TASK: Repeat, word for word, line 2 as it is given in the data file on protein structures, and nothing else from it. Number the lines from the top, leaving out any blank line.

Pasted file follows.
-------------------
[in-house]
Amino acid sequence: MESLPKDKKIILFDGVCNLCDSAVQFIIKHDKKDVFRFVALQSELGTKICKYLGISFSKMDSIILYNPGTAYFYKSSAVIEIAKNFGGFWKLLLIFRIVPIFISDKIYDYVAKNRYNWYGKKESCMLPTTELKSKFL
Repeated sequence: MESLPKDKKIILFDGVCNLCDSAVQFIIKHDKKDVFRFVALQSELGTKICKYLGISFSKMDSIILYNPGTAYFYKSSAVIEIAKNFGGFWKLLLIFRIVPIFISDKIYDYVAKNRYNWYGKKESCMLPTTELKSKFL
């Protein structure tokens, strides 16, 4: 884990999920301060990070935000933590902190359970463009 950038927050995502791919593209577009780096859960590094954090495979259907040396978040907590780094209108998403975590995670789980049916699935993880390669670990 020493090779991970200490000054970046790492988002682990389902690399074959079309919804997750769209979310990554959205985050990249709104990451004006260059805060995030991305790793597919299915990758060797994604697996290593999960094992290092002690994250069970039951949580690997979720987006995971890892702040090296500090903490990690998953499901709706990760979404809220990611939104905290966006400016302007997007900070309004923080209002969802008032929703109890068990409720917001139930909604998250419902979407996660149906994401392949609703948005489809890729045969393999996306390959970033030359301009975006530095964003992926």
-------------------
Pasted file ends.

Amino acid sequence: MESLPKDKKIILFDGVCNLCDSAVQFIIKHDKKDVFRFVALQSELGTKICKYLGISFSKMDSIILYNPGTAYFYKSSAVIEIAKNFGGFWKLLLIFRIVPIFISDKIYDYVAKNRYNWYGKKESCMLPTTELKSKFL